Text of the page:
Pope accepts resignation of Bishop Bransfield
Baltimore archbishop ordered to begin investigation of allegations of sexual harassment
WHEELING — Pope Francis has appointed Archbishop William E. Lori, of Baltimore, as apostolic administrator of the Roman Catholic Diocese of Wheeling-Charleston and has ordered him to investigate allegations that the Most Rev. Michael J. Bransfield, former diocesan bishop, sexually harassed adults.
Pope Francis accepted Bransfield’s resignation as bishop of Wheeling-Charleston and ordered Lori to investigate the allegations, church officials said Thursday.
Lori, who will remain archbishop of Baltimore, will serve as apostolic administrator until the appointment and installation of a new bishop.
Bransfield, who had served as bishop for 13 years, could not be reached for comment on the matter.
“Bishop Bransfield has been instructed to live outside the Diocese of Wheeling-Charleston pending the investigation,” diocesan spokesman Tim Bishop said Thursday. “I am not aware of his whereabouts or any contact information.”
Lori was scheduled to arrive Thursday in Wheeling and stay through Saturday. Lori will celebrate mass at 6 p.m. Saturday at the Cathedral of St. Joseph in Wheeling, the spokesman said.
The papal action was announced Thursday in press releases from the Archdiocese of Baltimore and the Diocese of Wheeling-Charleston.
The archdiocese’s statement said Lori — “who was instructed by the Holy See to announce the forthcoming investigation” — was to meet Thursday and today with clergy and lay leaders of the Diocese of Wheeling-Charleston.
Asked for further comment, Bishop said “the diocese echoes” the archdiocese’s statement.
“We are under the apostolic administration of Archbishop Lori,” he said. “The (news) release from the archdiocese is the diocesan release.”
In July, Wheeling Hospital named its new continuous case center in Bransfield’s honor. In April, Wheeling Central Catholic High School named its gymnasium for Bransfield. It was not known if action would be taken to remove Bransfield’s name from either of the two facilities.
Asked if a name removal were being contemplated, the diocesan spokesman said, “I think that is is a decision that the apostolic administrator will make. We will follow as guided by Archbishop Lori.”
The resignation of Bransfield and appointment of Lori were publicized Thursday in Washington by Archbishop Christope Pierre, apostolic nuncio to the United States.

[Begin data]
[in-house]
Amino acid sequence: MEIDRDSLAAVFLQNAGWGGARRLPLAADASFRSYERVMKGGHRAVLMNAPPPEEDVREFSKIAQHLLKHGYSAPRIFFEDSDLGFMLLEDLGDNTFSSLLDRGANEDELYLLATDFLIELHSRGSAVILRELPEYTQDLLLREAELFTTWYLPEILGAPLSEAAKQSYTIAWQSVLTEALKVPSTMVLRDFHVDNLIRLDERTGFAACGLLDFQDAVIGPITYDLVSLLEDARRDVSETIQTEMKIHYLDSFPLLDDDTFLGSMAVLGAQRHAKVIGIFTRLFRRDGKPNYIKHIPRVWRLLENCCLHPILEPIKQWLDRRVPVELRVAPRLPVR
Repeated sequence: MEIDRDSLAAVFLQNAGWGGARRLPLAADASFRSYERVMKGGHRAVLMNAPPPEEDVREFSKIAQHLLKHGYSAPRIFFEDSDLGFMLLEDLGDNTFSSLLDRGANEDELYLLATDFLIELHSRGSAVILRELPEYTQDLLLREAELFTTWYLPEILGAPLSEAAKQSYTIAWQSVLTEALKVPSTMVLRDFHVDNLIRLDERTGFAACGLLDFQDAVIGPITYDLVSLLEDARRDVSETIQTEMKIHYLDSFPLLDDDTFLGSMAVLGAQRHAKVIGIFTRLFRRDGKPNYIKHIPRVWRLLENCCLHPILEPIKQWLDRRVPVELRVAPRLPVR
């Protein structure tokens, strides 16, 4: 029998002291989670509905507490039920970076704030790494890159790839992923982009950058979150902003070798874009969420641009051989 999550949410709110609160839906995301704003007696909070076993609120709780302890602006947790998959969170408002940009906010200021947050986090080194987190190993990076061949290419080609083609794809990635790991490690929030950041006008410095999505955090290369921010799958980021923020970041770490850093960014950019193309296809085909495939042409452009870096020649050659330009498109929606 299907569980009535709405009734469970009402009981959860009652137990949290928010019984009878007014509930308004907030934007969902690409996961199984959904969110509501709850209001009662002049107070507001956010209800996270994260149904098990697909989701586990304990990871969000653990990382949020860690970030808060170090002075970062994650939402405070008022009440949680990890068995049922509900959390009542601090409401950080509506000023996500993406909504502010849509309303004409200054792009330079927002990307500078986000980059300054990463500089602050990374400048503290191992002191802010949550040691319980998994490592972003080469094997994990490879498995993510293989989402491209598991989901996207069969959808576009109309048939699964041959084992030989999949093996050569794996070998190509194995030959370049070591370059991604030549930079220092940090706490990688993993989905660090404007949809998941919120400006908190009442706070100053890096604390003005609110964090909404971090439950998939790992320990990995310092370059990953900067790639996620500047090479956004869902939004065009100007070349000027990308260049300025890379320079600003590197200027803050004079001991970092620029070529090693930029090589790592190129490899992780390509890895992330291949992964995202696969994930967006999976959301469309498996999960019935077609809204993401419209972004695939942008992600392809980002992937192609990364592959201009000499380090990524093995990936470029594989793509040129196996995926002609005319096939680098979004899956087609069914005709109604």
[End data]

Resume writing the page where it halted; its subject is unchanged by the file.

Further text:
“My primary concern is for the care and support of the priests and people of the Diocese of Wheeling-Charleston at this difficult time,” Lori said in the news release. “I further pledge to conduct a thorough investigation in search of the truth into the troubling allegations against Bishop Bransfield and to work closely with the clergy, religious and lay leaders of the diocese until the appointment of a new bishop.”
A hotline has been established for those wishing to share any information related to this investigation. The hotline number is 1-833-272-4225.
Bransfield turned 75 on Saturday. Diocesan bishops are required by canon law to submit their resignation upon reaching the age of 75. The Pope then decides when to accept a bishop’s resignation.
Details of the alleged sexual harassment have not been revealed, but it is not the first time that Bransfield has been accused of sexual misconduct. However, he has never been prosecuted on any charges.
The Catholic News Agency noted accusations of abuse against Bransfield arose in 2012 during the criminal trial in Philadelphia of the Rev. James Brennan on sex abuse charges and of Msgr. William Lynn for conspiracy and endangerment.
In that case, two witnesses and a prosecutor alleged Bransfield “may have known about sexual misconduct by (another priest) or abused minors himself,” according to published reports.
The Catholic News Agency said the witnesses claimed they were sexually abused as teens by the Rev. Stanley Gana, according to Philadelphia grand jury reports in 2005 and 2011. The 2005 report alleged that “Gana demanded and received” a sexual act at Bransfield’s beach house in Brigantine, New Jersey.
Bransfield denied the allegations made against him in 2012.
“To now be unfairly included in that group and to hear the horrific allegations that are being made of me is unbelievable and shocking… the nature of these statements and the manner in which they were released…go way beyond any sense of fairness and propriety,” he said on April 19, 2012.
Bransfield also contended the witnesses’ statement regarding abuse by Gana at the beach house was “misleading” because it failed to mention that he allowed many people to use his home and he was neither present nor aware of the incident.
The Diocese of Wheeling-Charleston covers the entire state of West Virginia. According to church officials, 77,874 of the state’s population, or 4 percent, are Catholic. The diocese is a suffragan diocese in the Metropolitan See of Baltimore.
Bransfield was ordained and installed Feb. 22, 2005 as the eighth bishop of Wheeling-Charleston at the Cathedral of St. Joseph.